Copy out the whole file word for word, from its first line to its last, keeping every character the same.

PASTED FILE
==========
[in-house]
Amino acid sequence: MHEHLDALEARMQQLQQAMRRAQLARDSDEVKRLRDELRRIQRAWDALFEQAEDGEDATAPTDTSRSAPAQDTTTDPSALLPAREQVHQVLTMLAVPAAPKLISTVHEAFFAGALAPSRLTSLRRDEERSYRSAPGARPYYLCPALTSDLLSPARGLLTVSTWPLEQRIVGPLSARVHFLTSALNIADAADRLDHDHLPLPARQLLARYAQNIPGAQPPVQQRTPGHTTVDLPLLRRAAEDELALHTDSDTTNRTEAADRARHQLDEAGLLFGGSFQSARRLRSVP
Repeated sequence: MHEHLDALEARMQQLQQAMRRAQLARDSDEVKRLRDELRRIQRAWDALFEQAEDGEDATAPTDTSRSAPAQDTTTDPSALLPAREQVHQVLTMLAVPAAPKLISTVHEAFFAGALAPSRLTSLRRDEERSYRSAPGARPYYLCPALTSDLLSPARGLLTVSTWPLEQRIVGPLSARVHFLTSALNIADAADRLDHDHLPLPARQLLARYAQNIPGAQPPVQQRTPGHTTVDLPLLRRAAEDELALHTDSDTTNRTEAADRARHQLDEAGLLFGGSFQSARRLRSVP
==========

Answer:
[in-house]
Amino acid sequence: MHEHLDALEARMQQLQQAMRRAQLARDSDEVKRLRDELRRIQRAWDALFEQAEDGEDATAPTDTSRSAPAQDTTTDPSALLPAREQVHQVLTMLAVPAAPKLISTVHEAFFAGALAPSRLTSLRRDEERSYRSAPGARPYYLCPALTSDLLSPARGLLTVSTWPLEQRIVGPLSARVHFLTSALNIADAADRLDHDHLPLPARQLLARYAQNIPGAQPPVQQRTPGHTTVDLPLLRRAAEDELALHTDSDTTNRTEAADRARHQLDEAGLLFGGSFQSARRLRSVP
Repeated sequence: MHEHLDALEARMQQLQQAMRRAQLARDSDEVKRLRDELRRIQRAWDALFEQAEDGEDATAPTDTSRSAPAQDTTTDPSALLPAREQVHQVLTMLAVPAAPKLISTVHEAFFAGALAPSRLTSLRRDEERSYRSAPGARPYYLCPALTSDLLSPARGLLTVSTWPLEQRIVGPLSARVHFLTSALNIADAADRLDHDHLPLPARQLLARYAQNIPGAQPPVQQRTPGHTTVDLPLLRRAAEDELALHTDSDTTNRTEAADRARHQLDEAGLLFGGSFQSARRLRSVP